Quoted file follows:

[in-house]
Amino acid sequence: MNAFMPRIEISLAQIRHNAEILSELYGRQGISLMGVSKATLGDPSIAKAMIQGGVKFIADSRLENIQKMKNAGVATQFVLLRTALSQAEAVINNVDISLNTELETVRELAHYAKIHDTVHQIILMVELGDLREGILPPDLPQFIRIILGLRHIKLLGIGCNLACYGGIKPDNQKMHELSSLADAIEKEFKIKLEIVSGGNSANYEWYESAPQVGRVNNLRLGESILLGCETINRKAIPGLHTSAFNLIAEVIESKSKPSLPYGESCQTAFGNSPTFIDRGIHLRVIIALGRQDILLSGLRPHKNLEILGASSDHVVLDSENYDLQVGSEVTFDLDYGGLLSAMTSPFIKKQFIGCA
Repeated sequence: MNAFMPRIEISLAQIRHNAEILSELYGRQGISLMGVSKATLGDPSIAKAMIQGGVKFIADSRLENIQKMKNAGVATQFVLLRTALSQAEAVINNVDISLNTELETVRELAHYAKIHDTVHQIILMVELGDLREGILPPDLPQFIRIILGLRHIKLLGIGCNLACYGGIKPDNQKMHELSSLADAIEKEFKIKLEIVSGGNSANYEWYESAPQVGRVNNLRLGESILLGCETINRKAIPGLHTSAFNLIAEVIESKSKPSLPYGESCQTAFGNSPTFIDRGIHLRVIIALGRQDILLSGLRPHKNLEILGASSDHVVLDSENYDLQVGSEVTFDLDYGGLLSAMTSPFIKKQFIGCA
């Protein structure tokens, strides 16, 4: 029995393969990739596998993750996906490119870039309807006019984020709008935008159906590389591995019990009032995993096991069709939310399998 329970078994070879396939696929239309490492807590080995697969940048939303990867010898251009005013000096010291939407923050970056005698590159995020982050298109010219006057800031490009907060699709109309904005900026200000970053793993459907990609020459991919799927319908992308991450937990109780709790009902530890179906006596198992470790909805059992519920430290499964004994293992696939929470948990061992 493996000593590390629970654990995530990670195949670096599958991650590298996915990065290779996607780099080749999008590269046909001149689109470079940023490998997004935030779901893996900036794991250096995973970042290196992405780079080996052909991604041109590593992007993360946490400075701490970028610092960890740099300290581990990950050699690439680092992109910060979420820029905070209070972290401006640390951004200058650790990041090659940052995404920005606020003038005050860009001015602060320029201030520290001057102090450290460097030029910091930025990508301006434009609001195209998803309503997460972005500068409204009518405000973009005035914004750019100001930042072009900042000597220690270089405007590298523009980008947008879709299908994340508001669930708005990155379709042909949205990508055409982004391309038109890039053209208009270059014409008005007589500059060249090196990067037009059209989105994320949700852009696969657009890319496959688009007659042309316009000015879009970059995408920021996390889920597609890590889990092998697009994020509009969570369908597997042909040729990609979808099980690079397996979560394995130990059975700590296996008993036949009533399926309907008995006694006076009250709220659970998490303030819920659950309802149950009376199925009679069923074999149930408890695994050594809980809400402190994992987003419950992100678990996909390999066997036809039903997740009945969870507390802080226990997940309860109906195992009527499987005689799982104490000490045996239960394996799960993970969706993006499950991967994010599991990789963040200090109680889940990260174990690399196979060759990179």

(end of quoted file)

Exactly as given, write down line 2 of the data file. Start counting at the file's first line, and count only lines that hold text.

Amino acid sequence: MNAFMPRIEISLAQIRHNAEILSELYGRQGISLMGVSKATLGDPSIAKAMIQGGVKFIADSRLENIQKMKNAGVATQFVLLRTALSQAEAVINNVDISLNTELETVRELAHYAKIHDTVHQIILMVELGDLREGILPPDLPQFIRIILGLRHIKLLGIGCNLACYGGIKPDNQKMHELSSLADAIEKEFKIKLEIVSGGNSANYEWYESAPQVGRVNNLRLGESILLGCETINRKAIPGLHTSAFNLIAEVIESKSKPSLPYGESCQTAFGNSPTFIDRGIHLRVIIALGRQDILLSGLRPHKNLEILGASSDHVVLDSENYDLQVGSEVTFDLDYGGLLSAMTSPFIKKQFIGCA